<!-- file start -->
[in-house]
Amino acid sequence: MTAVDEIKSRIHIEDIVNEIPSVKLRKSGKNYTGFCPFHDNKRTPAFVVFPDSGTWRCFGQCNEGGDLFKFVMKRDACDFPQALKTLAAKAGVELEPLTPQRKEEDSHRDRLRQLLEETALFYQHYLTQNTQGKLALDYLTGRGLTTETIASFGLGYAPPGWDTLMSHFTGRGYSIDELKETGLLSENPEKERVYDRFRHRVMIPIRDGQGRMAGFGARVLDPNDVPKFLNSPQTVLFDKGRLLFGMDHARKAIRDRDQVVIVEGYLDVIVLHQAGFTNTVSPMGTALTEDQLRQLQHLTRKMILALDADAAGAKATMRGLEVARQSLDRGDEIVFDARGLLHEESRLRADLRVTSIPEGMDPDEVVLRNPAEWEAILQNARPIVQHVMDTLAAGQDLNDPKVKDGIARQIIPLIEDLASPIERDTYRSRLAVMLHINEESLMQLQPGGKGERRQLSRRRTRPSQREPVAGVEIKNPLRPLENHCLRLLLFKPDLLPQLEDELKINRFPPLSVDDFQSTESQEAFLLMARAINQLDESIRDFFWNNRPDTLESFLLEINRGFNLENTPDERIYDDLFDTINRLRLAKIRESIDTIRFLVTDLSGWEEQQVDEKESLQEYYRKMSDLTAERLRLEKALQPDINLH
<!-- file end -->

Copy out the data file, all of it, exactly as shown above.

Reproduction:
[in-house]
Amino acid sequence: MTAVDEIKSRIHIEDIVNEIPSVKLRKSGKNYTGFCPFHDNKRTPAFVVFPDSGTWRCFGQCNEGGDLFKFVMKRDACDFPQALKTLAAKAGVELEPLTPQRKEEDSHRDRLRQLLEETALFYQHYLTQNTQGKLALDYLTGRGLTTETIASFGLGYAPPGWDTLMSHFTGRGYSIDELKETGLLSENPEKERVYDRFRHRVMIPIRDGQGRMAGFGARVLDPNDVPKFLNSPQTVLFDKGRLLFGMDHARKAIRDRDQVVIVEGYLDVIVLHQAGFTNTVSPMGTALTEDQLRQLQHLTRKMILALDADAAGAKATMRGLEVARQSLDRGDEIVFDARGLLHEESRLRADLRVTSIPEGMDPDEVVLRNPAEWEAILQNARPIVQHVMDTLAAGQDLNDPKVKDGIARQIIPLIEDLASPIERDTYRSRLAVMLHINEESLMQLQPGGKGERRQLSRRRTRPSQREPVAGVEIKNPLRPLENHCLRLLLFKPDLLPQLEDELKINRFPPLSVDDFQSTESQEAFLLMARAINQLDESIRDFFWNNRPDTLESFLLEINRGFNLENTPDERIYDDLFDTINRLRLAKIRESIDTIRFLVTDLSGWEEQQVDEKESLQEYYRKMSDLTAERLRLEKALQPDINLH